Now I admit it’s not that remarkable really. Plenty of people can ride a mountain bike fast for a few minutes. But this is a big deal for me. I’ve devoted a significant amount of time in the last few years to making my body ride quite fast for a very long time. Part of that process involves smoothing out those surges of energy expenditure so the fuel tank doesn’t run dry. I’ve become pretty good at this, which is very useful in those ultra-endurance races but that strength quickly becomes a weakness when you have a heaving start-line mass of bodies all desperate to get to the singletrack first and empty their tanks in little more than 1.5 hours.

Last weekend’s Southern XC round 1 was different. I took up a front row position. Chose a suitable fast accelerating gear. Got the foot of my strongest leg clipped in. Focused on the end of the start straight. Blocked out the start line chatter. Anticipated the starter’s whistle. Reacted quickly. And threw body and bike forward as quickly as possible. Out of the corner of my eye I couldn’t see anyone else, so I poured more effort into the bike and went full gas, leading up the wide opening section of the course at Wasing Park. I was enjoying the reckless freedom of speed, such a contrast to the super controlled and tactically astute approach I used at this very same venue to win the European 24 hour Solo Championships last year.

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A course of two halves at the Welsh XC Series Round 1

The sun sneaks through the gap in the curtains and wakes me. Normally I’d curse myself for not drawing them properly the night before but I check myself. It’s 6.30am, its light and the sun is shining for the first time in what seems like six months. It’s time to get up, start the day and start the MTB racing season.

I’ve decided to mix things up this year. With my main target, the WEMBO World 24 Hour Solo Champs not until October there is plenty of time to improve fitness, sharpen those skills and have some fun. Along the way I’ve flagged some other goals, to ride more with friends, check out some new race venues and enjoy some great race weekends away, hopefully in the sun.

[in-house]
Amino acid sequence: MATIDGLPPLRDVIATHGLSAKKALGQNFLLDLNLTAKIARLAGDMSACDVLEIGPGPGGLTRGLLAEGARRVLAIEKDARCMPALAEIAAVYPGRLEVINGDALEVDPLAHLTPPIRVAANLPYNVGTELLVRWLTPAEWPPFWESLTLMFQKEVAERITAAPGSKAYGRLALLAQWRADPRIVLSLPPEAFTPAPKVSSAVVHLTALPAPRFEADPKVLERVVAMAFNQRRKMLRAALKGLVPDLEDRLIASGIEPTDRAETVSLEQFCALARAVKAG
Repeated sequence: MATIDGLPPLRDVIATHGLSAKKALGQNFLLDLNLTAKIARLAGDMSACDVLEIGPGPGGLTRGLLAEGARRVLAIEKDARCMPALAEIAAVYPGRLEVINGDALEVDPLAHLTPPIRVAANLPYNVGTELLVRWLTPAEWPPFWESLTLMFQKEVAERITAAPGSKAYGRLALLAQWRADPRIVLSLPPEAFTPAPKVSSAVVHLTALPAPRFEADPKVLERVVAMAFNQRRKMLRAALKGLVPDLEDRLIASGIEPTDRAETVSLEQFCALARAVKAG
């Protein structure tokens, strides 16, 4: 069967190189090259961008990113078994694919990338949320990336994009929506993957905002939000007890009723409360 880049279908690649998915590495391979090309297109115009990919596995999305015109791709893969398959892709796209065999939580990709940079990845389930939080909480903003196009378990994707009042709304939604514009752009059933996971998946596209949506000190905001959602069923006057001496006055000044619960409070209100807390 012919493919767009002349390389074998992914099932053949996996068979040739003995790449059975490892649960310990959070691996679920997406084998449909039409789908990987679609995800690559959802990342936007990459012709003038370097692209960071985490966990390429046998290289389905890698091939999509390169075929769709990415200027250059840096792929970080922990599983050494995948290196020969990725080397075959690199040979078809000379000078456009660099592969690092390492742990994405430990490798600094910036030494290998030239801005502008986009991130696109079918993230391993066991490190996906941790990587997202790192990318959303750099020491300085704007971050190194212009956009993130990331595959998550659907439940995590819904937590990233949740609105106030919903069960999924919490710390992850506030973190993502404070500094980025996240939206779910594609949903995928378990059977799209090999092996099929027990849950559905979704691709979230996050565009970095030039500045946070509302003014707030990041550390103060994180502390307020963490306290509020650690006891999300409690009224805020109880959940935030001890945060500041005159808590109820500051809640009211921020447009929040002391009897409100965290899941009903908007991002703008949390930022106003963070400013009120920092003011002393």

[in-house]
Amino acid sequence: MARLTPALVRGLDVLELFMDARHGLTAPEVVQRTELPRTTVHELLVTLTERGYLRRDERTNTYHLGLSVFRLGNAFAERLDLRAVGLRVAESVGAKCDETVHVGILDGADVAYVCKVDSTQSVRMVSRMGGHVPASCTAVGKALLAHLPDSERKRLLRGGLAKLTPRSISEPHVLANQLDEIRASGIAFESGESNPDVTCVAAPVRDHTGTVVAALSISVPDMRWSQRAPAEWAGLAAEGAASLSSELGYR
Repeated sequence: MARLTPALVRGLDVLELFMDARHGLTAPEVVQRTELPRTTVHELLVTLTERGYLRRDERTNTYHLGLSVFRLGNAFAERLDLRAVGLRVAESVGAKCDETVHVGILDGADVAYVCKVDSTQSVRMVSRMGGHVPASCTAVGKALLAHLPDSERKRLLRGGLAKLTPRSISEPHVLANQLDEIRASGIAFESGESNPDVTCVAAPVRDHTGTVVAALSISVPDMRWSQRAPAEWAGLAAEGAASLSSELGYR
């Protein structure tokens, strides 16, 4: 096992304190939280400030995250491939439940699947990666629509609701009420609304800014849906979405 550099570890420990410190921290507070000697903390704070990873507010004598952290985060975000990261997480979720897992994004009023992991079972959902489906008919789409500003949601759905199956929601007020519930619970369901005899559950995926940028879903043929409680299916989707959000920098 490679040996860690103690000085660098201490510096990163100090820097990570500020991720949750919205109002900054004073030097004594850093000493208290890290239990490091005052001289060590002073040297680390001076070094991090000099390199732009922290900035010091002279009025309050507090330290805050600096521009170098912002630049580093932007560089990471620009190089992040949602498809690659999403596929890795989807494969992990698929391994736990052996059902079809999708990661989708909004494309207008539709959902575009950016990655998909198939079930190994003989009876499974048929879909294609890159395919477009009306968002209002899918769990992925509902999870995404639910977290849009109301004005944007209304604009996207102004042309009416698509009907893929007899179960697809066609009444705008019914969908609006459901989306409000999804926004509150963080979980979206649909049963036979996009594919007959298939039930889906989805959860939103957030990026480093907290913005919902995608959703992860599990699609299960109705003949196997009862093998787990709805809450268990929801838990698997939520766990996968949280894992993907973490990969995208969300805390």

First up is round one of the Welsh XC series over at Caephilly near Cardiff. I’d heard good reports about the Welsh courses and hoped this would deliver a good hard race and technical circuit to act as a vinegar, a natural revitaliser to those skills made rusty by a wet winter of mainly road training. Things looked promising as I dropped off the M4 and climbed Caephilly Mountain to the Mountain Ranch Activity Centre. At the top of the hill I was greeted by far reaching views under a cloudless sky. Good start.

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Steady away & keep it rubber side down – National & European 24 Hour Solo Champs

“Steady away and keep it rubber side down”. The advice was sound so what was I doing sprinting past riders on the grass verge narrowly avoiding spectators, gazebos and pit lane setups. Well, a good start is crucial; there was only 23 hours, 59 minutes and 30 seconds to make up for a bad one!

Here we were at 24 Hours of Exposure, the combined National and European 24 Hour Solo MTB Championship. It’s a great event, as well as crowning champions, it provide a friendly and supportive solos’ only event for newcomers venturing into the crazy world of ultra-endurance mountain biking. This year’s race attracted riders from the UK, Ireland, Portugal, France, Holland, Poland, Hungary and Australia. I’ve never managed to have a proper go at this event with Icelandic Volcanos, work commitments and diary clashes all conspiring to keep me away for the last few years.